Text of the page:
Several states are wooing Tata Motors after its bold decision to move the Nano plant out of West Bengal. They will undoubtedly offer the company incentives to close the deal.
Critics do not like such competition between states to attract investment. They say that it constitutes a race to the bottom: Governments give too much away in a bid to attract large projects. We have few such worries. Tax breaks alone rarely do the trick. States are forced to build infrastructure, invest in education and maintain industrial harmony to attract marquee projects. So, such competition between states can be a catalyst for reforms and better governance.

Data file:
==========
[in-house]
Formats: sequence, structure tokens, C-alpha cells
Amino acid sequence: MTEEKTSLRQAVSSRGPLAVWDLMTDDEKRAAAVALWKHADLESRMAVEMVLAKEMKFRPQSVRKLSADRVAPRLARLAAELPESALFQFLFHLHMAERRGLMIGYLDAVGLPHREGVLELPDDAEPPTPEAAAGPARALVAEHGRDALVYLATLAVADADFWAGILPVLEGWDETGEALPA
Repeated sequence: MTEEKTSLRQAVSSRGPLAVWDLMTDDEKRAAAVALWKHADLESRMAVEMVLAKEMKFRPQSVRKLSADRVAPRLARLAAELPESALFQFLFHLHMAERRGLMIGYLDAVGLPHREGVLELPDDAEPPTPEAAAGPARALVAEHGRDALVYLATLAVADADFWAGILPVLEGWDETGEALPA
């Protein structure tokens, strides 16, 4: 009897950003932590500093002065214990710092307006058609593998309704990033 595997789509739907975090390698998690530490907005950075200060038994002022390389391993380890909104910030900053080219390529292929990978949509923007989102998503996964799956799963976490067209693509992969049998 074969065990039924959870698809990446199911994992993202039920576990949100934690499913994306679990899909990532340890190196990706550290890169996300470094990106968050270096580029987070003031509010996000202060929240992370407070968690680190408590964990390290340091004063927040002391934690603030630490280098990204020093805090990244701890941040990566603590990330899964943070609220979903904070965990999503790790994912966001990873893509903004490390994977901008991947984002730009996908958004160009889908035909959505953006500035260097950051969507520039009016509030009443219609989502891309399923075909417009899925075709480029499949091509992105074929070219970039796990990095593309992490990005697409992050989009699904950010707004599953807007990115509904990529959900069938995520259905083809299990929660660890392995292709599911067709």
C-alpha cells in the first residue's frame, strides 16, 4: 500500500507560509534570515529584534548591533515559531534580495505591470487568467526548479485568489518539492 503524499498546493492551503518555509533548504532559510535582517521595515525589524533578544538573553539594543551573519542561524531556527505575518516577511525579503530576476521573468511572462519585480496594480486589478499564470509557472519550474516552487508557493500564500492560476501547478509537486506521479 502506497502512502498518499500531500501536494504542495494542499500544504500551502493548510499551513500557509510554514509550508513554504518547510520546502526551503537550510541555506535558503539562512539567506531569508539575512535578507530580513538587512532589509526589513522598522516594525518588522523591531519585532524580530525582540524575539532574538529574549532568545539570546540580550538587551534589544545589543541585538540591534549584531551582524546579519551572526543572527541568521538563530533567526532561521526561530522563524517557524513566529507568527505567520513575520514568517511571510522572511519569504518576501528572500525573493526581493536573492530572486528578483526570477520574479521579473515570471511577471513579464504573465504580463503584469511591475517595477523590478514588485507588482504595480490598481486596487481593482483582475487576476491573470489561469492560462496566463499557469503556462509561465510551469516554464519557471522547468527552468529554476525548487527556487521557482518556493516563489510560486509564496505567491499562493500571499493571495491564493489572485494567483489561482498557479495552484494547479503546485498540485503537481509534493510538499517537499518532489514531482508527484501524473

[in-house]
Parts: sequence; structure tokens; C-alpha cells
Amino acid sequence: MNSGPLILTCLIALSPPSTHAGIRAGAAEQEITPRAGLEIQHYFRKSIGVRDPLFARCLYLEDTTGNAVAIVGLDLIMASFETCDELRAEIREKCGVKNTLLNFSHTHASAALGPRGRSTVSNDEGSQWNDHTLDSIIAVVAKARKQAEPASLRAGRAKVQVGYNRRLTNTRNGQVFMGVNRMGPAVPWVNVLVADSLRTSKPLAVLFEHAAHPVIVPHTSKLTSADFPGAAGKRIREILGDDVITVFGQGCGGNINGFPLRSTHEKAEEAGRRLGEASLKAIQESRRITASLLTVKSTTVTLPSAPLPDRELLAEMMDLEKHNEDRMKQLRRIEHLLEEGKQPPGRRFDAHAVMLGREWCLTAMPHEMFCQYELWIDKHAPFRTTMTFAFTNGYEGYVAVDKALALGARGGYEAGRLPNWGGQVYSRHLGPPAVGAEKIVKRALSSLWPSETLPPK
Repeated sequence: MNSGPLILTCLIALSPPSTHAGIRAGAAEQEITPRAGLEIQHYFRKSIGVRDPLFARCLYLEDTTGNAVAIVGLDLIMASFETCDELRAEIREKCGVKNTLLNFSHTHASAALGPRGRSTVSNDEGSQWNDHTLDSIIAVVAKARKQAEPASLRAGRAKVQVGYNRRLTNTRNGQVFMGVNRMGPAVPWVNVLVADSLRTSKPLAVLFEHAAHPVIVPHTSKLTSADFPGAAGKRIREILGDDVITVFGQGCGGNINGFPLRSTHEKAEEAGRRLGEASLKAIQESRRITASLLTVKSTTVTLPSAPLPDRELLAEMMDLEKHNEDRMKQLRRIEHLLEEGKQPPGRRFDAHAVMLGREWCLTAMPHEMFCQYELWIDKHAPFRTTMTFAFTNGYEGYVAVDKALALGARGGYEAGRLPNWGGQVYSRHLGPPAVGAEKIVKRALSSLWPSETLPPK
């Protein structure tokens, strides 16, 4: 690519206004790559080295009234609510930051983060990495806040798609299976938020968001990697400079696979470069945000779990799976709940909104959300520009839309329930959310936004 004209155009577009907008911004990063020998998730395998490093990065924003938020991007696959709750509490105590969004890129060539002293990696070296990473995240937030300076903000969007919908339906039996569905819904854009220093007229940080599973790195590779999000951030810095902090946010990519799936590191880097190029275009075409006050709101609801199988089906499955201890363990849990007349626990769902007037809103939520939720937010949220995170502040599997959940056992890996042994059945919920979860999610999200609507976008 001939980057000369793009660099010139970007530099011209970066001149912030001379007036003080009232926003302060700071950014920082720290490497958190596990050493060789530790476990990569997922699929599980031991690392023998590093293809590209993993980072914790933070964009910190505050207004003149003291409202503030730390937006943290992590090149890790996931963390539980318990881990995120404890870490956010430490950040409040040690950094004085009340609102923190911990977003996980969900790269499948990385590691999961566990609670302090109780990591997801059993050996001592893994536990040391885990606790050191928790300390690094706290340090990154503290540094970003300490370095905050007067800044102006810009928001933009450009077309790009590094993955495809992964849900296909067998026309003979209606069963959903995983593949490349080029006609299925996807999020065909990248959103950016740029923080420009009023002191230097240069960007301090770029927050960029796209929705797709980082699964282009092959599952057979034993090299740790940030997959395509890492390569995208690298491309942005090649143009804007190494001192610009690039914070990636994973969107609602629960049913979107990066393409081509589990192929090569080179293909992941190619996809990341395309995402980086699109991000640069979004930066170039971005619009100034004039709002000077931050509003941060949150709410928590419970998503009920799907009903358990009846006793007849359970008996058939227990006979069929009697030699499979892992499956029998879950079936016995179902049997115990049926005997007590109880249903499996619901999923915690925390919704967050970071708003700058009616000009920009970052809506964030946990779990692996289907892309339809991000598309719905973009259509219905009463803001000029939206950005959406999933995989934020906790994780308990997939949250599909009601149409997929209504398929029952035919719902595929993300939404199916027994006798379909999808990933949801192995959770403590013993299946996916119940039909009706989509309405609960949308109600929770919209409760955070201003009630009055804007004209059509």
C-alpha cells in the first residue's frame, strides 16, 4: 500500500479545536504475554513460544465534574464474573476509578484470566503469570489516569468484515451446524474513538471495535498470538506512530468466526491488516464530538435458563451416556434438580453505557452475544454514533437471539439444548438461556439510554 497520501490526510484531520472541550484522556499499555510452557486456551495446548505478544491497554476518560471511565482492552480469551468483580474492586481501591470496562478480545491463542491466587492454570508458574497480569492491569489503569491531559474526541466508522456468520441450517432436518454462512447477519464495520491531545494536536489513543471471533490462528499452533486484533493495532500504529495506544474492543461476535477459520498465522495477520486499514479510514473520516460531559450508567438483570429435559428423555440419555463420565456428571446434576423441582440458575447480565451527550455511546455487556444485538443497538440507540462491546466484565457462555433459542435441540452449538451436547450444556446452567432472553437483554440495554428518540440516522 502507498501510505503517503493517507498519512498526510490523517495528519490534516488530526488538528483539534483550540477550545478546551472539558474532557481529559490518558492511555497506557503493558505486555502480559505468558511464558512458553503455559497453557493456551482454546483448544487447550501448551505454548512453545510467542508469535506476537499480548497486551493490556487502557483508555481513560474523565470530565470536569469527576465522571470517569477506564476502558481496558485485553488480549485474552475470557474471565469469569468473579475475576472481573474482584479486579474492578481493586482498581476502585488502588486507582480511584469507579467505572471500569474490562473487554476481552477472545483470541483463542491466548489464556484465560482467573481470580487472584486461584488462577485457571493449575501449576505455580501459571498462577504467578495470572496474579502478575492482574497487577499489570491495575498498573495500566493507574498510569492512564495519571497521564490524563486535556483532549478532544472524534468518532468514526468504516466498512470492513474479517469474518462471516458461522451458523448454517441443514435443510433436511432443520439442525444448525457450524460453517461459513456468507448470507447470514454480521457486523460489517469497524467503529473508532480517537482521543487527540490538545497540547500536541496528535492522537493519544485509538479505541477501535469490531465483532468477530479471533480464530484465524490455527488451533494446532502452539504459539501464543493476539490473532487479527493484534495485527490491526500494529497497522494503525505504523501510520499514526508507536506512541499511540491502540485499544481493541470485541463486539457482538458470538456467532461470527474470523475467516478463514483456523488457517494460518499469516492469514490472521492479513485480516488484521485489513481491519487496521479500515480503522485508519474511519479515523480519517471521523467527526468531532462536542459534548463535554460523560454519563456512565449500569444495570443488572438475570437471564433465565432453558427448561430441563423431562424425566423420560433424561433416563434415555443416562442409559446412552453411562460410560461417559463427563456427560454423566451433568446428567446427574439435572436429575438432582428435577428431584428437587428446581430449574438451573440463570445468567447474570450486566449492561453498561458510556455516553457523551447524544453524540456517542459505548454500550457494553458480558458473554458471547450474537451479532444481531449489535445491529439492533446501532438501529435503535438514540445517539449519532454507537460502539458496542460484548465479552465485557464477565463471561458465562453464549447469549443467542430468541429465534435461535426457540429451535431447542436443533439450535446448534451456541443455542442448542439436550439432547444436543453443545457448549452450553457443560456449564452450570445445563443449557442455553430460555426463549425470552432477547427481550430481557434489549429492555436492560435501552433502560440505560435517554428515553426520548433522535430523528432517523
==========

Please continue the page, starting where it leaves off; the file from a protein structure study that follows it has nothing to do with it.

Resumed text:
Yet, it is also a good idea for state governments to tell citizens the incentives they have offered an investing company.
One positive from the Singur controversy is that West Bengal made public several details of its deal with Tata Motors—subsidized loans, cheap power and low lease rents on land. Such disclosures should become standard practice for the benefit of taxpayers and citizens.